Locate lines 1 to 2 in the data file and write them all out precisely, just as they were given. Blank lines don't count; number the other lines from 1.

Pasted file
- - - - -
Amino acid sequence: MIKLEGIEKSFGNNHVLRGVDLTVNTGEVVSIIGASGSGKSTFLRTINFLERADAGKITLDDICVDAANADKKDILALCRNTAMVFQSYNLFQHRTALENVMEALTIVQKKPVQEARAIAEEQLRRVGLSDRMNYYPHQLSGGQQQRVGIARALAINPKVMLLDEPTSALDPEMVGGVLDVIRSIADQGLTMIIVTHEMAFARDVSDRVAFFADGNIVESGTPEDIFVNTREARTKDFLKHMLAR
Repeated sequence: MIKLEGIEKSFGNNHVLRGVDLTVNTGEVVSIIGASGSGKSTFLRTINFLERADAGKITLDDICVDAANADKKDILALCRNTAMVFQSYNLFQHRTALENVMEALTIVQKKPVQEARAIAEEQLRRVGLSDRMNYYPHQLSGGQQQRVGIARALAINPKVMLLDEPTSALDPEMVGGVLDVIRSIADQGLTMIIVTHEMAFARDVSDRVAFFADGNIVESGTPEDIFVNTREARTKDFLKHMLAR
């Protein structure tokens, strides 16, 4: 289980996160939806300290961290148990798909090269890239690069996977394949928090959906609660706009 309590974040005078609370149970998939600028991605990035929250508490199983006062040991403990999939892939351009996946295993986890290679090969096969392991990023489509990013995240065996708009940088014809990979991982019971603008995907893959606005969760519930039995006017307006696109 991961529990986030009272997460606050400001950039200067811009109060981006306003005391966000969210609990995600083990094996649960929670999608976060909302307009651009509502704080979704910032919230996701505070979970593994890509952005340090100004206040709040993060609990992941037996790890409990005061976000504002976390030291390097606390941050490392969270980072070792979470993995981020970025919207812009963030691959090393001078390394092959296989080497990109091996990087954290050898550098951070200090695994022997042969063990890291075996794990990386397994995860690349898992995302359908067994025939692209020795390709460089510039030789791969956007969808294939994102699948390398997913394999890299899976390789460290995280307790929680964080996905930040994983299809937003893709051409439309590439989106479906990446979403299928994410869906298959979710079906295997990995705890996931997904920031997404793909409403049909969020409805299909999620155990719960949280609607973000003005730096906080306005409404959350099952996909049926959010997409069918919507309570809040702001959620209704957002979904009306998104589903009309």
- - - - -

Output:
Amino acid sequence: MIKLEGIEKSFGNNHVLRGVDLTVNTGEVVSIIGASGSGKSTFLRTINFLERADAGKITLDDICVDAANADKKDILALCRNTAMVFQSYNLFQHRTALENVMEALTIVQKKPVQEARAIAEEQLRRVGLSDRMNYYPHQLSGGQQQRVGIARALAINPKVMLLDEPTSALDPEMVGGVLDVIRSIADQGLTMIIVTHEMAFARDVSDRVAFFADGNIVESGTPEDIFVNTREARTKDFLKHMLAR
Repeated sequence: MIKLEGIEKSFGNNHVLRGVDLTVNTGEVVSIIGASGSGKSTFLRTINFLERADAGKITLDDICVDAANADKKDILALCRNTAMVFQSYNLFQHRTALENVMEALTIVQKKPVQEARAIAEEQLRRVGLSDRMNYYPHQLSGGQQQRVGIARALAINPKVMLLDEPTSALDPEMVGGVLDVIRSIADQGLTMIIVTHEMAFARDVSDRVAFFADGNIVESGTPEDIFVNTREARTKDFLKHMLAR